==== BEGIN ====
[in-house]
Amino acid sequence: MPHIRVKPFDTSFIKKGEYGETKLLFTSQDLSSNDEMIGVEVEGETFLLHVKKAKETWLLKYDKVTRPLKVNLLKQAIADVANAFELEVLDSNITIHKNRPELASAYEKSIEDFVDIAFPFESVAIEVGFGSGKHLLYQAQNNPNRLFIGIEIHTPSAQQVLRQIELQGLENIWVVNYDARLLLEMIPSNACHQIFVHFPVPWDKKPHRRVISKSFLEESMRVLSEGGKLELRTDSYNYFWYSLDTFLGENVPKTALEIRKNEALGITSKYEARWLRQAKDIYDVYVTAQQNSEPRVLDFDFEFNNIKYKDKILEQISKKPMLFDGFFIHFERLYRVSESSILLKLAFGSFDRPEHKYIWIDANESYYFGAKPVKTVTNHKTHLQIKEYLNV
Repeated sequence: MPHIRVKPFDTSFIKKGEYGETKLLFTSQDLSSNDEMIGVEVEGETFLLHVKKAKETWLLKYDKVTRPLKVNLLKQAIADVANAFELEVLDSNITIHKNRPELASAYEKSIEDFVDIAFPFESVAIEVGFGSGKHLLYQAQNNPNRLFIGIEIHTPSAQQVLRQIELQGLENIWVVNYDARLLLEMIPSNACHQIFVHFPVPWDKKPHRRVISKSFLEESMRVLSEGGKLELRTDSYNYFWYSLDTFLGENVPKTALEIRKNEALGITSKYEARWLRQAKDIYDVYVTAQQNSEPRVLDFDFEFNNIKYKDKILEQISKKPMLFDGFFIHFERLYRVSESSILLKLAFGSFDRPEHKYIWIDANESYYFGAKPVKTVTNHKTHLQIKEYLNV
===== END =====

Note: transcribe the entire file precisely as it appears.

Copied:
[in-house]
Amino acid sequence: MPHIRVKPFDTSFIKKGEYGETKLLFTSQDLSSNDEMIGVEVEGETFLLHVKKAKETWLLKYDKVTRPLKVNLLKQAIADVANAFELEVLDSNITIHKNRPELASAYEKSIEDFVDIAFPFESVAIEVGFGSGKHLLYQAQNNPNRLFIGIEIHTPSAQQVLRQIELQGLENIWVVNYDARLLLEMIPSNACHQIFVHFPVPWDKKPHRRVISKSFLEESMRVLSEGGKLELRTDSYNYFWYSLDTFLGENVPKTALEIRKNEALGITSKYEARWLRQAKDIYDVYVTAQQNSEPRVLDFDFEFNNIKYKDKILEQISKKPMLFDGFFIHFERLYRVSESSILLKLAFGSFDRPEHKYIWIDANESYYFGAKPVKTVTNHKTHLQIKEYLNV
Repeated sequence: MPHIRVKPFDTSFIKKGEYGETKLLFTSQDLSSNDEMIGVEVEGETFLLHVKKAKETWLLKYDKVTRPLKVNLLKQAIADVANAFELEVLDSNITIHKNRPELASAYEKSIEDFVDIAFPFESVAIEVGFGSGKHLLYQAQNNPNRLFIGIEIHTPSAQQVLRQIELQGLENIWVVNYDARLLLEMIPSNACHQIFVHFPVPWDKKPHRRVISKSFLEESMRVLSEGGKLELRTDSYNYFWYSLDTFLGENVPKTALEIRKNEALGITSKYEARWLRQAKDIYDVYVTAQQNSEPRVLDFDFEFNNIKYKDKILEQISKKPMLFDGFFIHFERLYRVSESSILLKLAFGSFDRPEHKYIWIDANESYYFGAKPVKTVTNHKTHLQIKEYLNV